A Bedlamite

         A Bedlamite

                                      A Novel
Life long Rush fan with an affinity for astronomy, existential philosophy and cosmic horror.
Read part of A Bedlamite in Shadow

a 15 minute read
Summer is the loneliest of seasons. The silence of winter brings more comfort than laughter beneath the sunny sky. So scribbled Thomas one night, upon awaking from a terrible dream. Chernosoren, one of the Shedim, loomed silently at the foot of his bed.
Ignoring the dark presence, Thomas continued to write down the content of the dream:
Time had reversed itself
On that cold, embracing night
When a sudden snowstorm
Animated the hibernating land
We became children again
On that cold, embracing night
A kingdom of ice we built
And a white cannonball bomb defense
And we played
So far away from death
Wrapped within the warm shelter
Of a newfound innocence
When We Found Us
He then placed his red crayon on the table beside his bed. Closing his eyes, he was lulled back to sleep by the desperate refrains of screaming and wailing that echoed throughout the corridors of Aurora Psychiatric Hospital for the Criminally Insane.
Nearly naked and soon to be smothered in winter’s sting of white, the trees lamented the memory of spring, like prisoners waking from dreams of warm summer freedom, to find themselves suddenly pressed against the cold walls of concrete cells.
Severed from their branches, and courted by the autumn wind, the leaves were disrupted mid-descent, and enticed into a somber dance. Dressed in gowns adorned in shades of auburn, magenta and yellow, these graceful ballerinas were spun by their invisible partner into a whirlwind frenzy, before being rejected and discarded in all directions–some landing upon the road, others upon the mass graves of their predecessors. Moaning to be released from this bondage, the trees were united in a silent dirge as winter’s encroaching winter’s voice proudly sang a mocking counterpoint.
Headlights from an approaching car suddenly illuminated this somber performance—the passengers providing an audience.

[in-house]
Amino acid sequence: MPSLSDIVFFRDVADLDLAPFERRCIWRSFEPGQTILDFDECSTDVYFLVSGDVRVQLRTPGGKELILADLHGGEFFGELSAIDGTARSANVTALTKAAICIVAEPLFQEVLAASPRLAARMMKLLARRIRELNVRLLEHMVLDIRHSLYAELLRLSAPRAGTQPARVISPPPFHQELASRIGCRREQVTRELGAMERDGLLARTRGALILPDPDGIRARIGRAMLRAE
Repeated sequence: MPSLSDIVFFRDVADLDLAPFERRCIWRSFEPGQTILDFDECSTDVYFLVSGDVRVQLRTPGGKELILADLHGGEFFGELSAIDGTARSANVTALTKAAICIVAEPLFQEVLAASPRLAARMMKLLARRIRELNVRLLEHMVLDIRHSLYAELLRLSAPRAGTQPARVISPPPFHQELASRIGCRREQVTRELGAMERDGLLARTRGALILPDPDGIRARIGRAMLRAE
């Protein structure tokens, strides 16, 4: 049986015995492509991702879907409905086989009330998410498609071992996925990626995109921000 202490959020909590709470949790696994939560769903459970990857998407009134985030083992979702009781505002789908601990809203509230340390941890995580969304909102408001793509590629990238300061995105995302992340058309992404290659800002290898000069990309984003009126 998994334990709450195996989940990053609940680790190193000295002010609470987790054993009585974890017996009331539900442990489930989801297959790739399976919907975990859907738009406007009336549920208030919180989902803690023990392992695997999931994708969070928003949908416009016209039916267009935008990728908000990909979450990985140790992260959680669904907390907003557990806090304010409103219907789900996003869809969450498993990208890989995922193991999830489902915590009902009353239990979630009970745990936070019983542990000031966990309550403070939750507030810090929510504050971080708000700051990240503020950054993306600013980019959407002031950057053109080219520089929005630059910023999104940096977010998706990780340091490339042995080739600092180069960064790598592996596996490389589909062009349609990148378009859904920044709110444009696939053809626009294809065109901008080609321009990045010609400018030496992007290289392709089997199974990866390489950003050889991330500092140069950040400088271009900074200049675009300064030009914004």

To their left, gradually falling away from them as they ascended the narrow road along the edge of Dunstan’s Mount, the city of Douglas began to done her façade of nightly hibernation. From this vantage point, the city appeared as a calm industrial swampland reflecting the glimmer of synthetic stars upon its still waters, as syncopated lights flashed on and then went out in various positions upon her grid-like surface—a microchip scar malevolently placed upon the earth. Looming to the east of this carcass of land grew tumorous arrays of smoke stacks, their summits emanating grey clouds that laced the nighttime air like a ghostly mist over water, blanketing the grid.
From above, the moon gazed down from its celestial autonomy. On this night, its surface of craters and seas composed the illusion of two vacant, sad eyes with a mouth frozen in a perpetual cry. Off in the distance, almost indifferent, floated his sister Mahvash, whose remoteness from her brother made her appear half of his size.
“I hope that I get some good shots before the storm arrives,” Devin said from behind the wheel to his passenger, Blodwen,…





This one is a master of elegant expression of language.


About unholypursuit

A. White, a former librarian who is also long time member of Romantic Time and Publisher's Weekly. A. White has been writing for over fifteen years. She took classes in creative writing in college, specializing in ancient myths and legends. and at a local community center while living in Chicago. In college she won the national contest to verbally list every country in the world, it's capital and ingenious language. Her works are mainly horror, fantasy, extreme, and sci-fi as well as, as some may says, "the truly strange predicament and puzzling." Books that I've written are "Clash with the Immortals, and eleven others which are part of the "Unholy Pursuit saga,". She has been working on the Chronicles since 2007. She wished to complete them all before introducing them to public so the readers wouldn't have to for the continuation to be written. The ideas of the book come from classic literature such as whose work greatly influence the world world such as Homer, Sophocles, Herodotus, Euripides, Socrates, Hippocrates, Aristophanes, Plato, Aristotle and many more. The "Book of Enoch" influenced the usage of Azazael as a main character and love interest. I created the primary main character from the Chronicle of Saints. I wanted to show them as real flesh and blood with thoughts, desires and yearning as any human. Not as they are so often depicted. So I created one of my own to show her as a real human that everyone can relate to.
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One Response to A Bedlamite

  1. Pingback: A Bedlamite | The Novel: UnHoly Pursuit: Devil on my Trail

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